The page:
Tag Archives: Wyoming

Nuphar lutea

Botanical Name: Nuphar lutea
Family: Nymphaeaceae
Genus: Nuphar
Species: N. lutea
Kingdom:Plantae
Order: Nymphaeales

Synonyms: Nuphar lutea advena. (Ait.)Kartesz.&Gandhi.

Common Names: Yellow Water-lily, Brandy-Bottle, Common Spatterdock, Yellow pond-lily, Varigated yellow pond-lily
Habitat:Nuphar lutea is native to Southeastern N. America – Labrador and Nova Scotia, south to Florida, Texas and Utah.It grows in ponds, lakes, sluggish streams and rivers, springs, marshes, ditches, canals, sloughs, and tidal waters from sea level to 450 metres.
Description:
Nuphar lutea is a perennial aqqatic plant. The plant grows with its roots in the sediment and its leaves floating on the water surface; it can grow in water up to 5 metres deep.It is usually found in shallower water than the white water lily, and often in beaver ponds
It is in flower from Jul to August.Since the flooded soils are deficient in oxygen, aerenchyma in the leaves and rhizome transport oxygen to the rhizome. Often there is mass flow from the young leaves into the rhizome, and out through the older leaves. The rhizomes are often consumed by muskrats. The flower is solitary, terminal, held above the water surface; it is hermaphrodite, 2–4 cm diameter, with five or six large bright yellow sepals and numerous small yellow petals largely concealed by the sepals. Flowering is from June to September, and pollination is entomophilous, by flies attracted to the alcoholic scent. The flower is followed by a green bottle-shaped fruit, containing numerous seeds which are dispersed by water currents. The species is less tolerant of water pollution than water-lilies in the genus Nymphaea.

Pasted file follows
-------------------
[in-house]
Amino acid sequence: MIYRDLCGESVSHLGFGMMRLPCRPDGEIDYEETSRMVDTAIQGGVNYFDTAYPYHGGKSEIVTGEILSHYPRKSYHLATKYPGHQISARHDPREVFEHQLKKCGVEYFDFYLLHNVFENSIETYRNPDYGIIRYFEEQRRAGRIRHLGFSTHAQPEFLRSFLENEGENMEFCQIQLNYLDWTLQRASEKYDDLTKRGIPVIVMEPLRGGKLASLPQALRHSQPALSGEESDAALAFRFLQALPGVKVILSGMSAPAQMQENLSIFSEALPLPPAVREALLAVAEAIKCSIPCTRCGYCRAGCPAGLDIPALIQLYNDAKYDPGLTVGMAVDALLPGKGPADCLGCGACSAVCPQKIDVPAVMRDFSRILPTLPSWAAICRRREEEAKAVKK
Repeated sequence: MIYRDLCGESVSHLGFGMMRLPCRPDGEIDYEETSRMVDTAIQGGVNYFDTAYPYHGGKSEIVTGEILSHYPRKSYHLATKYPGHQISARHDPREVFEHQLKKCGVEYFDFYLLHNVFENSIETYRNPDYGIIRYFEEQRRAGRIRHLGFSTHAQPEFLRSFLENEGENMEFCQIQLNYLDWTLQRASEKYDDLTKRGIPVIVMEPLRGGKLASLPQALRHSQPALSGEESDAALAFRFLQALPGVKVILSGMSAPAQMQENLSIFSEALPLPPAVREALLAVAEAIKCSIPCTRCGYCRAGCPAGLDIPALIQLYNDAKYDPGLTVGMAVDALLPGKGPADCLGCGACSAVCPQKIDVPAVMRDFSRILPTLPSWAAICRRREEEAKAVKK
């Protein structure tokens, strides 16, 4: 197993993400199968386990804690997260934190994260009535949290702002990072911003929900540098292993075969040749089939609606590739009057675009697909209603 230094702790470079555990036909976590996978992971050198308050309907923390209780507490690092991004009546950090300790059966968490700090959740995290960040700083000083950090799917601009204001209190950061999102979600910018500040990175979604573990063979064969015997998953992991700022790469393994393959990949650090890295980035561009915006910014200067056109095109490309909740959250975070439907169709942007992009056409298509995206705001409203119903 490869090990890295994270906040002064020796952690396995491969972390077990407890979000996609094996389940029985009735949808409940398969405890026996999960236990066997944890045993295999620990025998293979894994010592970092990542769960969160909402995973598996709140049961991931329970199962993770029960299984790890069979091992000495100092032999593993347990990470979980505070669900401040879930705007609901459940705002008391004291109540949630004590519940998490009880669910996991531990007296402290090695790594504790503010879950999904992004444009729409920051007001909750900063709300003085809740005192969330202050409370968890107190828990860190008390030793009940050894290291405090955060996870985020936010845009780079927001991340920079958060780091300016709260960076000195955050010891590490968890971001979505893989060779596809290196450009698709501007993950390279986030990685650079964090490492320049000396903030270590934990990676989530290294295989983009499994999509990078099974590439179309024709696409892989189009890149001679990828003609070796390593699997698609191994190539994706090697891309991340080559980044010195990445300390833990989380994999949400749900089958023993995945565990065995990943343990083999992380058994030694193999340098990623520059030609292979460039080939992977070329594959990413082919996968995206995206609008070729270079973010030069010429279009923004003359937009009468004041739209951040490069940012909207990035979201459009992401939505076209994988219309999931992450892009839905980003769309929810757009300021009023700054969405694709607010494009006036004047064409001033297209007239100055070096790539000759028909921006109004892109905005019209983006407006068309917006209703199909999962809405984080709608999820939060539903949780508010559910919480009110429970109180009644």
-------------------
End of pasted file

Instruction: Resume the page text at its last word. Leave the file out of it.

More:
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The flowers are hermaphrodite (have both male and female organs) and are pollinated by Flies, beetles.Suitable for: light (sandy), medium (loamy) and heavy (clay) soils.

Suitable pH: acid, neutral and basic (alkaline) soils. It can grow in semi-shade (light woodland) or no shade. It can grow in water.
Cultivation:
A water plant requiring a rich soil and a sunny position. It is best if grown in still water that is up to 60cm deep but it also tolerates slow moving water. Succeeds in light shade. A very ornamental plant. Nuphar advena is extremely variable and intergrades with N . orbiculata , N . ulvacea , and N . sagittifolia in areas where their ranges overlap.

Propagation:
Seed – sow as soon as it is ripe in a greenhouse in pots submerged under 25mm of water. Prick out into individual pots as soon as the first true leaf appears and grow them on in water in a greenhouse for at least two years before planting them out in late spring. The seed is collected by wrapping the developing seed head in a muslin bag to avoid the seed being lost. Harvest it 10 days after it sinks below the soil surface or as soon as it reappears. Division in May. Each portion must have at least one eye. Submerge in pots in shallow water until established.
Edible Uses: 
Root – raw or cooked. The root can be soaked in water in order to remove a bitter taste. After long boiling, it has a taste like sheep’s liver. The root can also be dried and ground into a powder then used as a thickener in soups, or can be added to cereal flours when making bread, cakes etc. Seed – raw or cooked. It can be roasted, then ground into a powder and eaten raw or used to thicken soups etc. The seed can also be toasted like popcorn.

Medicinal Uses: